Charlotte Bronte’s romantic novel, Jane Eyre, influenced Creole writer, Jean
Rhys. Jean Rhys’s novel, Wide Sargasso Sea, is about a Creole heiress, Antoinette
Cosway, who is born into an oppressive, colonialist society. She meets a young Englishman who is drawn to her innocent sensuality
and beauty. After their marriage, the rumors begin as she poisons her husband against her. Antoinette is caught between his
demands and her own precarious sense of belonging, thus, causing her to be driven towards madness.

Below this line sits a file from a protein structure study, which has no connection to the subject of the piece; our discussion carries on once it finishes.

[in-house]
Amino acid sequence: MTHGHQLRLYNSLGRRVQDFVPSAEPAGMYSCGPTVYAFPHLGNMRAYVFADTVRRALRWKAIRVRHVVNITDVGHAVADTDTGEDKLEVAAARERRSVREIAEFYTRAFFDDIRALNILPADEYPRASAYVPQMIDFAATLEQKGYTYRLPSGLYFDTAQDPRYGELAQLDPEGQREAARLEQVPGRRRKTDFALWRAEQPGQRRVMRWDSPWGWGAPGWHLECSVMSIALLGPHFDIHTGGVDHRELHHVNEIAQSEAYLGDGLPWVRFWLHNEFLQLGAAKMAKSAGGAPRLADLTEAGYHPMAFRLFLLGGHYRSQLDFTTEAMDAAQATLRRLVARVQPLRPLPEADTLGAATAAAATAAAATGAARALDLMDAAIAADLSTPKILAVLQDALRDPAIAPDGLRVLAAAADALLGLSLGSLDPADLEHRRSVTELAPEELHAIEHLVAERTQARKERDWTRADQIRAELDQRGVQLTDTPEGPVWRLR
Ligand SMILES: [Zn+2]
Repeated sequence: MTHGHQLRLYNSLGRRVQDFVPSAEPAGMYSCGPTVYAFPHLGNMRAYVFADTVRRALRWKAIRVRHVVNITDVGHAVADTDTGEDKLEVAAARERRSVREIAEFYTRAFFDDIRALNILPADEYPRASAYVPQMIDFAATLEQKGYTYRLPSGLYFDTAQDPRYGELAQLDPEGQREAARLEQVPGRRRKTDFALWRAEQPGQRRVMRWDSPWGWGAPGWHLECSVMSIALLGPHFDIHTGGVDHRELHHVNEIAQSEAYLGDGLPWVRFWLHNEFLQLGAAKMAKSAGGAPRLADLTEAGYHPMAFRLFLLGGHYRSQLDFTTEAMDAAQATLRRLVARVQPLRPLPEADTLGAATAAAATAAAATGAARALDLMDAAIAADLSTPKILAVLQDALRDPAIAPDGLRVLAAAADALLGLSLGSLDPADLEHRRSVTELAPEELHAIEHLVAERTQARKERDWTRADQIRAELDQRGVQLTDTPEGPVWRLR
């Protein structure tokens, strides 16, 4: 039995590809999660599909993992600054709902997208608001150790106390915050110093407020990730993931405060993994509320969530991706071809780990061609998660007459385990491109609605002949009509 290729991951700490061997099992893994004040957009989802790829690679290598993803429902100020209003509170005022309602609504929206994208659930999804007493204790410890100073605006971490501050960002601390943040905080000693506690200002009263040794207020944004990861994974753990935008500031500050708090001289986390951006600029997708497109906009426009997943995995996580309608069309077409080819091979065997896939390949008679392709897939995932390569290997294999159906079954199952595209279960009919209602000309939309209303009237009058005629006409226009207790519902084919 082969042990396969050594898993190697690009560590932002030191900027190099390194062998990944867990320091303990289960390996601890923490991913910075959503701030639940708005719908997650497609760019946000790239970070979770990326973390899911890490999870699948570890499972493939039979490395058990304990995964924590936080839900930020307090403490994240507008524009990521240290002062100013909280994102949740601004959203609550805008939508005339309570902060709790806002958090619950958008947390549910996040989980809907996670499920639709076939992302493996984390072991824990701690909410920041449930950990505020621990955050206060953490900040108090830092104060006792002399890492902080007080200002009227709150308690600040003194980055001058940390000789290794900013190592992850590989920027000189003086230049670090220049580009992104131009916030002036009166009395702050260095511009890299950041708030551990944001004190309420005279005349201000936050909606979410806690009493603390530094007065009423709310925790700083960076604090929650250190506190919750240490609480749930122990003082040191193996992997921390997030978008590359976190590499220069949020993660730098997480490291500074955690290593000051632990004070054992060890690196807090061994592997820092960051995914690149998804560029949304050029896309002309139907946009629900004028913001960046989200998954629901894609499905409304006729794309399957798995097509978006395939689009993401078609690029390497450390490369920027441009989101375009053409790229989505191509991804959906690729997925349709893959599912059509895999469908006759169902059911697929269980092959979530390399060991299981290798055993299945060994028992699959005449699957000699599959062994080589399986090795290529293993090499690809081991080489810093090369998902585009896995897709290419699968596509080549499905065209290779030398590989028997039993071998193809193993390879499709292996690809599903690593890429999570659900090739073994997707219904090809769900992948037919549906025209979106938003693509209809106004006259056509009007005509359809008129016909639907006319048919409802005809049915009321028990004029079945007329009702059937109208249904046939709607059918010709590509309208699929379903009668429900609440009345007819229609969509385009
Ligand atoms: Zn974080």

Charlotte Bronte influenced Jean Rhys by the creation of Bertha Mason, a crazy lady. Both
novels focus on the continuous mirroring of double identity. The female personas, Jane Eyre and Antoinette Cosway, in both
novels are isolated women in a male patriarchal world. Although the environments they live in are different, their experiences
are similar. Both travel from one “prison” to another as the respective novels' develop. Antoinette's isolation
is the nunnery while Jane's isolation is Lowood. Both places, respectively, become paradoxically safe havens for them. They
both embrace their isolation as a kind of security.
Jean Rhys creates a double to Charlotte Bronte’s Rochester
which has the result of challenging his innocence in Jane Eyre. In a literal context,
Rhys rewrote Jane Eyre with her own personal inputs and outcomes. Bronte’s
influence on Rhys aided in the creation of Rhys’s Wide Sargasso Sea.